- Trend Change Underway: Building global debt deflation, now recognized by a larger body of market participants, has global markets adjusting to a sustained period of slow global growth and negative to low interest rates.
- This new normal in a sustained period of anemic domestic and global growth is the genesis behind building political, social, and economic risks and building market uncertainties and potential Black Swan events.
- Separatists’ Movements:
- Do not underestimate the relationship between economic uncertainties and declining social mood throughout the world. Their impact on separatists’ movements and markets are strong.
- These movements in the European Union and globally are on the rise. This is simply a symptom of anemic growth in country after country around the world.
- Governments and Central Banks:
- Globally governments and Central Banks are in crisis management mode.
- One certainly should not underestimate their ability individually or collectively to respond and intentionally or unintentionally to influence markets.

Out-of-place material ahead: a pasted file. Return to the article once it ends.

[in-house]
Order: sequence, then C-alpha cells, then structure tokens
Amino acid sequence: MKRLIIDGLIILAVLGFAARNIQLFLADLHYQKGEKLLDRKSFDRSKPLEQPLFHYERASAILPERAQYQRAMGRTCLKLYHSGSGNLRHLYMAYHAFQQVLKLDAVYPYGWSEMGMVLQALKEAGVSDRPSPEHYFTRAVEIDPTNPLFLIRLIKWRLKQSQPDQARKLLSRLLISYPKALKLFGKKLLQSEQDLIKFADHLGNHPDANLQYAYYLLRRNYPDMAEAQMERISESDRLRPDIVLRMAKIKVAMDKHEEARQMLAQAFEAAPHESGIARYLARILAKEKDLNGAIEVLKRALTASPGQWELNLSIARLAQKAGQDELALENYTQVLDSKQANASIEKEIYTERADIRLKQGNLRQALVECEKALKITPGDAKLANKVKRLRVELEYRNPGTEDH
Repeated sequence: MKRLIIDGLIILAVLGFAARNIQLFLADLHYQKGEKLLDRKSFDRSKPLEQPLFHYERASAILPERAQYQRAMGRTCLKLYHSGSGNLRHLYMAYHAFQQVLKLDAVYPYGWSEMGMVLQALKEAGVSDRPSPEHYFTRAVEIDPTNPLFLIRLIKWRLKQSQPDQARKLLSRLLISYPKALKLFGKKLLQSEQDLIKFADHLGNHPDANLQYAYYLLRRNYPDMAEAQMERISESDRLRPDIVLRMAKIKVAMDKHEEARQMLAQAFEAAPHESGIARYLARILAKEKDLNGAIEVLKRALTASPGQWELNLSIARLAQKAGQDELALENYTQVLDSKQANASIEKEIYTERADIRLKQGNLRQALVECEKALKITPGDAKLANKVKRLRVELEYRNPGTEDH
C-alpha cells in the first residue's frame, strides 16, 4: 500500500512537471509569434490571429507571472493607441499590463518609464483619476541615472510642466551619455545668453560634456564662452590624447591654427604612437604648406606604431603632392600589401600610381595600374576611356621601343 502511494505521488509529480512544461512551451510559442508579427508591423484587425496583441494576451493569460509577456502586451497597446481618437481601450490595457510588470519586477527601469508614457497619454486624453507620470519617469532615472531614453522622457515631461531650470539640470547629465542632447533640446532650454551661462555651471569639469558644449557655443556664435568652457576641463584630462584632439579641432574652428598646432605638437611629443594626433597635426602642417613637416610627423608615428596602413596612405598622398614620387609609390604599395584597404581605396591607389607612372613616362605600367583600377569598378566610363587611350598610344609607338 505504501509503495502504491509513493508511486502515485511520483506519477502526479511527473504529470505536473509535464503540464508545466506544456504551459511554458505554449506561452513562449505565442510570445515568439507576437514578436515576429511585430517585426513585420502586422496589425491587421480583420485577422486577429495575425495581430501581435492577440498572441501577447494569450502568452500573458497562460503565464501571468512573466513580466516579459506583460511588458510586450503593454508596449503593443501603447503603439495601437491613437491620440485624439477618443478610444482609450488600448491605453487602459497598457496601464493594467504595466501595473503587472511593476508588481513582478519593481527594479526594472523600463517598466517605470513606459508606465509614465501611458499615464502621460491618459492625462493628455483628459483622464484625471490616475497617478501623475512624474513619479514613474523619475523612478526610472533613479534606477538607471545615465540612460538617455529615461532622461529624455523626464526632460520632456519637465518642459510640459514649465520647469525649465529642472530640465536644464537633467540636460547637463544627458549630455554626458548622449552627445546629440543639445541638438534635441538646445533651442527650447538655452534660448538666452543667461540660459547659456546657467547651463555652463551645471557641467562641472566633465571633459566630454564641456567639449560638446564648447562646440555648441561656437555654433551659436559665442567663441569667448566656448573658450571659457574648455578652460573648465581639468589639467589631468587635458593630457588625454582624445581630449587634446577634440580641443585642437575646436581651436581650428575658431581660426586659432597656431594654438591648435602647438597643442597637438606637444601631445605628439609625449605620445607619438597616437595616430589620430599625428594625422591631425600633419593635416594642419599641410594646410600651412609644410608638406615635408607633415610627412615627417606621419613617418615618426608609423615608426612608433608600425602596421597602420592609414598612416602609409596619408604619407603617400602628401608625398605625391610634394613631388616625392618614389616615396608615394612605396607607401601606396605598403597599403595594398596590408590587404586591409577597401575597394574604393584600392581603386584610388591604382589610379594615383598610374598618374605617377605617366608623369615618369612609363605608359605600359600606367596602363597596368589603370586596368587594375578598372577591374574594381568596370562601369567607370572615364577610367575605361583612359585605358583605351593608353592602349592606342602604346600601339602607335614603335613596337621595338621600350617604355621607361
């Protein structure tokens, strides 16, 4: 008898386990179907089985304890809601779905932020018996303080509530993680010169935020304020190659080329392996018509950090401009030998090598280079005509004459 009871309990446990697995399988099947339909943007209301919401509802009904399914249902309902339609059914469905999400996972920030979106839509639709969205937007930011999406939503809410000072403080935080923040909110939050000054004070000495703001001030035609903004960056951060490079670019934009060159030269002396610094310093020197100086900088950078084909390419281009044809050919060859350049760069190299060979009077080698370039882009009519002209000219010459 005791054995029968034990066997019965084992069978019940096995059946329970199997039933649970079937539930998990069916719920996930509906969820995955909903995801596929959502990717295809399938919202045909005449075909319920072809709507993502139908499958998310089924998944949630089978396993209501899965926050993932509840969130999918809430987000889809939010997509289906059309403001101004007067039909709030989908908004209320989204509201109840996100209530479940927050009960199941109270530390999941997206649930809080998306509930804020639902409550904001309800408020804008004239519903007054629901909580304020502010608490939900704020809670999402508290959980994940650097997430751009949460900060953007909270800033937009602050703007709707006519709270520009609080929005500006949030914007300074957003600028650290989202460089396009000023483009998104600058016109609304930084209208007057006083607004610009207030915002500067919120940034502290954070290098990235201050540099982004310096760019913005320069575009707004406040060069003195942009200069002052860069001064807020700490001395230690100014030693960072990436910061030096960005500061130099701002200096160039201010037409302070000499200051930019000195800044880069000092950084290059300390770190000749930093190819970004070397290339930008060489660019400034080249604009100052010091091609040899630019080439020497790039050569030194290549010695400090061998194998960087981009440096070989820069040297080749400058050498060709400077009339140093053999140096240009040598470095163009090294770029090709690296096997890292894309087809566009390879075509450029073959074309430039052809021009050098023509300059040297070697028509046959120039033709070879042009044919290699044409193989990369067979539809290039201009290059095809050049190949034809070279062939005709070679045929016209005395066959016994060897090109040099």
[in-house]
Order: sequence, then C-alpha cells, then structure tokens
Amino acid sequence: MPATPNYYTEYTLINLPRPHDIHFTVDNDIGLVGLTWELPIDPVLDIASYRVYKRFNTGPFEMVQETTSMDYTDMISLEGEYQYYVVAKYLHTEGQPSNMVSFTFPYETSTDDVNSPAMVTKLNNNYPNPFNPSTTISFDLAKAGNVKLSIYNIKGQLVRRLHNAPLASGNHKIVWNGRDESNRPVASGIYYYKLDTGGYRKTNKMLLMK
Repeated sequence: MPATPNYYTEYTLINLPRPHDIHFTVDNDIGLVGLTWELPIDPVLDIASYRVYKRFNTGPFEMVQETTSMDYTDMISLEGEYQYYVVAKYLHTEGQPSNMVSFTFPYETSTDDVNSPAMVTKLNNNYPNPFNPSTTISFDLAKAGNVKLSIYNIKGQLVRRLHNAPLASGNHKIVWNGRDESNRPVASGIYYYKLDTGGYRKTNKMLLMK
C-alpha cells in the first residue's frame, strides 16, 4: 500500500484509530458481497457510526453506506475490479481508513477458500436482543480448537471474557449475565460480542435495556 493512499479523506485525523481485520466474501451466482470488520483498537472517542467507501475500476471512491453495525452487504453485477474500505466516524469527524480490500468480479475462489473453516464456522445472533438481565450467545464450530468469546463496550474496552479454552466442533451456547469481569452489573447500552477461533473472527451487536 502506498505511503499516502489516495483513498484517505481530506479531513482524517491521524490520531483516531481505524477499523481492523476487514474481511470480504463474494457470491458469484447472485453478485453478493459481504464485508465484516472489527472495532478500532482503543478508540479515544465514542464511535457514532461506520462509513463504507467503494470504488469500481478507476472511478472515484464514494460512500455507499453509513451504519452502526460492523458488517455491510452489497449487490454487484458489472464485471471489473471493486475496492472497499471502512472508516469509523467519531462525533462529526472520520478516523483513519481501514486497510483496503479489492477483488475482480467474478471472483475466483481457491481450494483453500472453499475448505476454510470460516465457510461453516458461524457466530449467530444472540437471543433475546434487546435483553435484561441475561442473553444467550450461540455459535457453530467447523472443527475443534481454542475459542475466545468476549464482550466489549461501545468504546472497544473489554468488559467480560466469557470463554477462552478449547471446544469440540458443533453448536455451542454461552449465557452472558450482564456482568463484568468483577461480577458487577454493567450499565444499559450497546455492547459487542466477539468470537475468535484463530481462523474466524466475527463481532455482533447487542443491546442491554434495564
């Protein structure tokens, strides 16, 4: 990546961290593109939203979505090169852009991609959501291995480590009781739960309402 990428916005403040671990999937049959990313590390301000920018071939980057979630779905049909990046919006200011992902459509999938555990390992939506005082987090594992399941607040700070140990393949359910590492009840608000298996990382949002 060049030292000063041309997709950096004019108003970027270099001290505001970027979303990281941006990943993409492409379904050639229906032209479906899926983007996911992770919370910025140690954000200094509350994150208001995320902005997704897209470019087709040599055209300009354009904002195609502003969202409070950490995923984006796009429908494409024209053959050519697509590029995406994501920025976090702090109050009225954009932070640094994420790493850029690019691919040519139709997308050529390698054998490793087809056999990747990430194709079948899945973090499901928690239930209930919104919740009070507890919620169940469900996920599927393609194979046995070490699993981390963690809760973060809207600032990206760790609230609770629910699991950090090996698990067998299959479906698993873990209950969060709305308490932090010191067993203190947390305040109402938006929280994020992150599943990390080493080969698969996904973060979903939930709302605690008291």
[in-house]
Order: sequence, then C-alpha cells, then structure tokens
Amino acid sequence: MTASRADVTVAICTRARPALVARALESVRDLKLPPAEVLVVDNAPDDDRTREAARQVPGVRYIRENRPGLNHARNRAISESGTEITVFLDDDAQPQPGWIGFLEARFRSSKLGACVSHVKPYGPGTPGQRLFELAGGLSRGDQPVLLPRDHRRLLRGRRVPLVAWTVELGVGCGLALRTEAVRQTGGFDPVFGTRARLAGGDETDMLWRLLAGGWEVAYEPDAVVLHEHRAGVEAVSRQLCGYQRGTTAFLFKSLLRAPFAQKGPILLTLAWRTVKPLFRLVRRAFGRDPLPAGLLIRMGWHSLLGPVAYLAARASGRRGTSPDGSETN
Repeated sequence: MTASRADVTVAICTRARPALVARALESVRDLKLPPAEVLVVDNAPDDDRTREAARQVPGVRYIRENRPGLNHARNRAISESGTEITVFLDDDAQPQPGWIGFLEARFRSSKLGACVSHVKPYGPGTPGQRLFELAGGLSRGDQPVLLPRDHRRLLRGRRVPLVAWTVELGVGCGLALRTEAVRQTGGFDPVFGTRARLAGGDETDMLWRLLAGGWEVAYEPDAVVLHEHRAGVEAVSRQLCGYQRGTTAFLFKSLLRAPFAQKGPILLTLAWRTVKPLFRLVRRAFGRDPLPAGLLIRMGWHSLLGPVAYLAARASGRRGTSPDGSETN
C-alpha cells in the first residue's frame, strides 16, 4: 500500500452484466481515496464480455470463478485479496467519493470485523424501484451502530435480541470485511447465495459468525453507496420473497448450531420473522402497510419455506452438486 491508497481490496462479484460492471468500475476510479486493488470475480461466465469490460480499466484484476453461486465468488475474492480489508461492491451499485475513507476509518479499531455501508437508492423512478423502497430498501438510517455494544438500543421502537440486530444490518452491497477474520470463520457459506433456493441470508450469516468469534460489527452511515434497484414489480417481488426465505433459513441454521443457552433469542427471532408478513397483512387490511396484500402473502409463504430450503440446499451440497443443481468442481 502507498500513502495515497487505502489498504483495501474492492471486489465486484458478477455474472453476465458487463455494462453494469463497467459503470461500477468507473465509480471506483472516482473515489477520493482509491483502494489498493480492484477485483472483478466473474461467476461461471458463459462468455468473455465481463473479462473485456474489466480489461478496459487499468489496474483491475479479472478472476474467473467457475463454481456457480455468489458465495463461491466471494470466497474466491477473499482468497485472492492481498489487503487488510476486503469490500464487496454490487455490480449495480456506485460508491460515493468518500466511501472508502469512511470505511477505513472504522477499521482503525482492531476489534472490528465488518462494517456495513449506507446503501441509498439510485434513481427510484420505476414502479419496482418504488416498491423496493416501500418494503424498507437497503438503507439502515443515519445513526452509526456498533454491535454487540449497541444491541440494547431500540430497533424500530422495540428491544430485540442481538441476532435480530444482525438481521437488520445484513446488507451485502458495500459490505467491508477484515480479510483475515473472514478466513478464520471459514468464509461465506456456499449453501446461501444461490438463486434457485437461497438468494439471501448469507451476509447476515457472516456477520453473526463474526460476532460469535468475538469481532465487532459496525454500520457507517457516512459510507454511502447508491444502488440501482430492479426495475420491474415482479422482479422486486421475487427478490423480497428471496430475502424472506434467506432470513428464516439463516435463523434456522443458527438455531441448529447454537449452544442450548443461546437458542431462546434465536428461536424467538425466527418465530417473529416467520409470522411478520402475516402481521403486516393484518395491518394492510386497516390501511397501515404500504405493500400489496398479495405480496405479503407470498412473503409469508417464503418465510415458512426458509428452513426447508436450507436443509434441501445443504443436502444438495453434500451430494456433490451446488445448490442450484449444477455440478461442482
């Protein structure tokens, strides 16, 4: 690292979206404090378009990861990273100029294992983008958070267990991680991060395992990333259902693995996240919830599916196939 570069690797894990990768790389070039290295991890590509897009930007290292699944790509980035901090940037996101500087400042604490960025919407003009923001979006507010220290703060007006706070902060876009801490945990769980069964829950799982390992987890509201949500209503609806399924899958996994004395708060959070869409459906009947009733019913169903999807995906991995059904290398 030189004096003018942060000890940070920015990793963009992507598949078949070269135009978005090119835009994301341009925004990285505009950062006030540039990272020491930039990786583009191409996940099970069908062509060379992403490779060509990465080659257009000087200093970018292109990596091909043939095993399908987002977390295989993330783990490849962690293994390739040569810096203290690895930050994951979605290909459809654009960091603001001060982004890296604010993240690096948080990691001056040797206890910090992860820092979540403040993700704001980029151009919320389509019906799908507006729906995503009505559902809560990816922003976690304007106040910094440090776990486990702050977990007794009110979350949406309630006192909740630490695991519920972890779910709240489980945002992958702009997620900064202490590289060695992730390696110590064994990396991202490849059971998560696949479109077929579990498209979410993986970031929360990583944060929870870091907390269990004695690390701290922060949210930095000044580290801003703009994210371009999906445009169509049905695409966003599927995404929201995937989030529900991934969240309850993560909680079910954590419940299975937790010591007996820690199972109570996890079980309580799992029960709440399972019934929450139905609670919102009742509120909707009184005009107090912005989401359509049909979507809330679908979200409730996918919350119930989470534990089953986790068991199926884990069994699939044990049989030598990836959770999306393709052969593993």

- Additional Risk Protection: The size of the market wave generated by their intervention will cause many to add an additional layer of risk management protection.
Near Term Market Impact:
U.S. 10 year Treasuries likely have lower yields in their future, presently yields are range bound.
- Near term the dollar should remain range bound and not have as much influence on market prices as many project. Remember, the Fed has real concerns about reaching and maintaining their 2-percent inflation objective in a stagnant global economic setting. To achieve this objective it would be helpful for crude oil (West Texas Intermediate) prices to trade in a $40 to $60 per-barrel range and the dollar not to rise significantly, as it did on June 24, the day after the BREXIT vote.
- For U.S. equities, corrective price action would be healthy, but building global economic uncertainty is attracting global investors into this area. Near term let price action provide guidance.
- Near-term rice, soybeans, corn and wheat prices continue facing strong balance sheets and strong deflationary headwinds courtesy of a slow-growth, negative-to-low interest, debt-challenged global economy with building social and political uncertainties.
- Soybeans: Further price weakness likely
- Cotton: Bullish price
- Corn: Price in a sideways bottoming process
- Wheat: Further price weakness likely
- Rice: Defining a price bottom
Dr. Coats is a professor in the Department of Agricultural Economics and Agribusiness, Division of Agriculture, University of Arkansas System. E-mail: [email protected]